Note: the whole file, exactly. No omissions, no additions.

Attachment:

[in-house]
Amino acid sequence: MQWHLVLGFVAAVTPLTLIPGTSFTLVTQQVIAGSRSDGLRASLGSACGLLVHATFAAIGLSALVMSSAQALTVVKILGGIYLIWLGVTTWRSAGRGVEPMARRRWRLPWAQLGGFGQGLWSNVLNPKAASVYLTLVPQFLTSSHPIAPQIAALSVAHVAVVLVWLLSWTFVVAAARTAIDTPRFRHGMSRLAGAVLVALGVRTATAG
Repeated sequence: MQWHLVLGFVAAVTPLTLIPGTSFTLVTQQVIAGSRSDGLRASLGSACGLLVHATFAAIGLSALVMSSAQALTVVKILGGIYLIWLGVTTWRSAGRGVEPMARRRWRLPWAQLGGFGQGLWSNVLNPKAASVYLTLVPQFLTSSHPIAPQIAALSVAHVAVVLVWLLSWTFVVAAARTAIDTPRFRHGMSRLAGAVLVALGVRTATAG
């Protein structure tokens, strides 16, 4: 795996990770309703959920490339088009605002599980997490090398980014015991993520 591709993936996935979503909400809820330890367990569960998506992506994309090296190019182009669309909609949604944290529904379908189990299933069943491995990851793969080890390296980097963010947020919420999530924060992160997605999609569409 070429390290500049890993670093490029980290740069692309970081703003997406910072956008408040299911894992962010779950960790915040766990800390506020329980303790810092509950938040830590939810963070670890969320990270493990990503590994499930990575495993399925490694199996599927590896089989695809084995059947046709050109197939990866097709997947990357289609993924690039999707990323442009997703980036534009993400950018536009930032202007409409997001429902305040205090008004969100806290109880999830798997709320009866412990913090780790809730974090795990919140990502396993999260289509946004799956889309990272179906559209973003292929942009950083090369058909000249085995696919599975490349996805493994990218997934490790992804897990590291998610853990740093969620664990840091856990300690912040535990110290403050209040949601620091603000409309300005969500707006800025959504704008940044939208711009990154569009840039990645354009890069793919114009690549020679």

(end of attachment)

[in-house]
Amino acid sequence: MQWHLVLGFVAAVTPLTLIPGTSFTLVTQQVIAGSRSDGLRASLGSACGLLVHATFAAIGLSALVMSSAQALTVVKILGGIYLIWLGVTTWRSAGRGVEPMARRRWRLPWAQLGGFGQGLWSNVLNPKAASVYLTLVPQFLTSSHPIAPQIAALSVAHVAVVLVWLLSWTFVVAAARTAIDTPRFRHGMSRLAGAVLVALGVRTATAG
Repeated sequence: MQWHLVLGFVAAVTPLTLIPGTSFTLVTQQVIAGSRSDGLRASLGSACGLLVHATFAAIGLSALVMSSAQALTVVKILGGIYLIWLGVTTWRSAGRGVEPMARRRWRLPWAQLGGFGQGLWSNVLNPKAASVYLTLVPQFLTSSHPIAPQIAALSVAHVAVVLVWLLSWTFVVAAARTAIDTPRFRHGMSRLAGAVLVALGVRTATAG
């Protein structure tokens, strides 16, 4: 795996990770309703959920490339088009605002599980997490090398980014015991993520 591709993936996935979503909400809820330890367990569960998506992506994309090296190019182009669309909609949604944290529904379908189990299933069943491995990851793969080890390296980097963010947020919420999530924060992160997605999609569409 070429390290500049890993670093490029980290740069692309970081703003997406910072956008408040299911894992962010779950960790915040766990800390506020329980303790810092509950938040830590939810963070670890969320990270493990990503590994499930990575495993399925490694199996599927590896089989695809084995059947046709050109197939990866097709997947990357289609993924690039999707990323442009997703980036534009993400950018536009930032202007409409997001429902305040205090008004969100806290109880999830798997709320009866412990913090780790809730974090795990919140990502396993999260289509946004799956889309990272179906559209973003292929942009950083090369058909000249085995696919599975490349996805493994990218997934490790992804897990590291998610853990740093969620664990840091856990300690912040535990110290403050209040949601620091603000409309300005969500707006800025959504704008940044939208711009990154569009840039990645354009890069793919114009690549020679």